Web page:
SHIRLEY -- Two requests that came before the Planning Board July 17 were not specifically board issues, members determined after some discussion. But they heard out the petitioners and tried to assist them by suggesting possible next steps.
The first request was from Tristum Darby, of Hazen Road, who submitted a "formal request" seeking the board's seal of approval to build -- sometime in the future -- on a hammerhead lot. He did not, however, have specific plans for them to review.
For now, all he asked for was a letter, but it seems he came to the wrong place.
Darby and his wife Gloria purchased their 27 Hazen Road property from her father, Arthur Boutilier, in March and are now in the process of buying two more family-owned lots next to it. They plan to build a house on one of the two lots, "in about five years," Darby told the board.
Then, in 10 years or so, their long-range vision is to build another house on the land behind theirs for their son, which would require a hammerhead lot designation due to lack of road frontage on the second lot. There was once a house on the lot, but it has since been torn down, Darby said.
What he's asking for now is a letter certifying that the land he wants to buy is a "buildable lot" so he can get a loan from Fidelity Bank, Darby said.
After some discussion about the particulars of his case, such as acreage, zoning and other issues, the board suggested that Darby go to the Assessors Office, where records might show the appropriate code designating the lot as buildable for tax purposes.
Dan Gardner had even less luck. And by the time the back and forth was over, it looked like he wouldn't have much success with the Zoning Board, either.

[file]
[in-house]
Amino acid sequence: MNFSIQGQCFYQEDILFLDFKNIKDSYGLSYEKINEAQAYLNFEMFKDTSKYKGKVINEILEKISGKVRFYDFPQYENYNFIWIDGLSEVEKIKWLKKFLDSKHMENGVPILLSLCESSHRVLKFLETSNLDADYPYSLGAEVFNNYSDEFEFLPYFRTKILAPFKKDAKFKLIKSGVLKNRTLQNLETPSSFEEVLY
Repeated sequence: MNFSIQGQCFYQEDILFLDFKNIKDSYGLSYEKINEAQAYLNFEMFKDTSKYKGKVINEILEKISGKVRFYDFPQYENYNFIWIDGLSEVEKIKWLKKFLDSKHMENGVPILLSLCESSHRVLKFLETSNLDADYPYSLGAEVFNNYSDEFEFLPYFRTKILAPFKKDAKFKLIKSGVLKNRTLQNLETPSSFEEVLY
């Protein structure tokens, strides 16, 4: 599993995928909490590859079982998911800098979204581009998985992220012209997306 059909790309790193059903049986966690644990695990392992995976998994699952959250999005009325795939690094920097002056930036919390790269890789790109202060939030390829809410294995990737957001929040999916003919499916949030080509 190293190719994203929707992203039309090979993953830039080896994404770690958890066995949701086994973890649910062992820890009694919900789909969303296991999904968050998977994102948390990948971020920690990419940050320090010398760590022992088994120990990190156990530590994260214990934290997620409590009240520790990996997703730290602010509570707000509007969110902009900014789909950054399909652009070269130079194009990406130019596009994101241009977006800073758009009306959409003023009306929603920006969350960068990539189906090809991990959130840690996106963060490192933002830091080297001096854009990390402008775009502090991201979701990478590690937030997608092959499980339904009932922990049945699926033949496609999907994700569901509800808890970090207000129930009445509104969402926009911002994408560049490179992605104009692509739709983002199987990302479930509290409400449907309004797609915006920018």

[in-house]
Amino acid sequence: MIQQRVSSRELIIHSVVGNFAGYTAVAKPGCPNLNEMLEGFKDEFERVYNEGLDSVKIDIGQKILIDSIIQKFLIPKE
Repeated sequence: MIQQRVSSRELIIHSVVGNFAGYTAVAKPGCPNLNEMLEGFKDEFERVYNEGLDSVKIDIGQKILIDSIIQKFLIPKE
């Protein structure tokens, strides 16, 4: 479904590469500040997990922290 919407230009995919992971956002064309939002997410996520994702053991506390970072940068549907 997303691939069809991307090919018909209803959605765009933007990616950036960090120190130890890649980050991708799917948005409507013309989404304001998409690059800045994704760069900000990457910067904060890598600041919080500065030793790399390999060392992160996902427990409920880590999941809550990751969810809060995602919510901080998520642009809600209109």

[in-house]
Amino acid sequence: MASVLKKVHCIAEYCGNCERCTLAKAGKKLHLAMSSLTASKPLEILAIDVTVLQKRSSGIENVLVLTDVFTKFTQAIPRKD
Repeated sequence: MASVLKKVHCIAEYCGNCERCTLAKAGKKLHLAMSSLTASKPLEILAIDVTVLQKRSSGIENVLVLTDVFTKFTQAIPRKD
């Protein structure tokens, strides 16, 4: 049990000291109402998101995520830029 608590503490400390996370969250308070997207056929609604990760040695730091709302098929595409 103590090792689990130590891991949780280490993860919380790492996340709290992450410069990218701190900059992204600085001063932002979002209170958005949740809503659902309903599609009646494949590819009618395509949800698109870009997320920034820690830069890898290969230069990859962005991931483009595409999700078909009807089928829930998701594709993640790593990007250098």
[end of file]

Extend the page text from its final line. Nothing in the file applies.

Gardner owns three house lots on Townsend Road and wants to build a duplex on the 200,000-square-foot site. He came to the Planning Board for "guidance," relative to zoning and subdivision requirements, he said.
Chairman Jonathan Greeno consulted the revised zoning bylaws. "It's not zoned for multi-family," he said.
There are no structures on the property now, Gardner said, but he's already started work to upgrade the septic system design for a two-family house, based on the premise that with a special permit, a conversion for up to three units would be allowed.
"But you're building new ... it's not a conversion," Greeno said.
Gardner asked if he could build a single-family house, provided the Planning Board approves it, then attach another house later and convert it.
It still wouldn't satisfy zoning for that area, which rules out a duplex, members said. It can't look like a two-family, they explained, with two of everything, but would have to resemble a single-family home, at least from the outside.
Besides, Greeno said, the scheme sounded like "skirting the bylaw," to him.
"I'm not here to argue and fight, just to interpret the laws," Gardner responded.
"You can have an attorney look at it, be my guest," Greeno concluded. "But I'm telling you what the bylaw says."
Gardner thanked the board and left.